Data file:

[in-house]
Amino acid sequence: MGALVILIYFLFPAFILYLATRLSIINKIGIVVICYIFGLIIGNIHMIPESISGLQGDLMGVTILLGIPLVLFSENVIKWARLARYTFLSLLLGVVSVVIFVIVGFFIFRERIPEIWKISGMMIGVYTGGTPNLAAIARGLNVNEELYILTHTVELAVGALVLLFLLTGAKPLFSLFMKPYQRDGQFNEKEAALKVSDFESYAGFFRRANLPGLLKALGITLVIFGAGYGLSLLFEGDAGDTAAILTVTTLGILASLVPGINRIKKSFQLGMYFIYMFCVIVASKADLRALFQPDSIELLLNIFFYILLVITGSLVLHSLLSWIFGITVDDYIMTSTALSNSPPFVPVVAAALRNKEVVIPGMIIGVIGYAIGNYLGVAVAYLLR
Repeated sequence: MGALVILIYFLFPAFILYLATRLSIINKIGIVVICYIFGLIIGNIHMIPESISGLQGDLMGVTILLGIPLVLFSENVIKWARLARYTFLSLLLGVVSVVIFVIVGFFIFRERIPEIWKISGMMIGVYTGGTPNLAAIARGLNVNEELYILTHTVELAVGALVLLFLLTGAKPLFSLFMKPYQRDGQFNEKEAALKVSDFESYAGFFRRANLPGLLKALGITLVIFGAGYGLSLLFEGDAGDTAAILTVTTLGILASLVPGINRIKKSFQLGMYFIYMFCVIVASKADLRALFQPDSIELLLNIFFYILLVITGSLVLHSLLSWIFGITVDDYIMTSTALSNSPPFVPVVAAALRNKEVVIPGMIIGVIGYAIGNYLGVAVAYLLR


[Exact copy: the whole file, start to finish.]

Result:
[in-house]
Amino acid sequence: MGALVILIYFLFPAFILYLATRLSIINKIGIVVICYIFGLIIGNIHMIPESISGLQGDLMGVTILLGIPLVLFSENVIKWARLARYTFLSLLLGVVSVVIFVIVGFFIFRERIPEIWKISGMMIGVYTGGTPNLAAIARGLNVNEELYILTHTVELAVGALVLLFLLTGAKPLFSLFMKPYQRDGQFNEKEAALKVSDFESYAGFFRRANLPGLLKALGITLVIFGAGYGLSLLFEGDAGDTAAILTVTTLGILASLVPGINRIKKSFQLGMYFIYMFCVIVASKADLRALFQPDSIELLLNIFFYILLVITGSLVLHSLLSWIFGITVDDYIMTSTALSNSPPFVPVVAAALRNKEVVIPGMIIGVIGYAIGNYLGVAVAYLLR
Repeated sequence: MGALVILIYFLFPAFILYLATRLSIINKIGIVVICYIFGLIIGNIHMIPESISGLQGDLMGVTILLGIPLVLFSENVIKWARLARYTFLSLLLGVVSVVIFVIVGFFIFRERIPEIWKISGMMIGVYTGGTPNLAAIARGLNVNEELYILTHTVELAVGALVLLFLLTGAKPLFSLFMKPYQRDGQFNEKEAALKVSDFESYAGFFRRANLPGLLKALGITLVIFGAGYGLSLLFEGDAGDTAAILTVTTLGILASLVPGINRIKKSFQLGMYFIYMFCVIVASKADLRALFQPDSIELLLNIFFYILLVITGSLVLHSLLSWIFGITVDDYIMTSTALSNSPPFVPVVAAALRNKEVVIPGMIIGVIGYAIGNYLGVAVAYLLR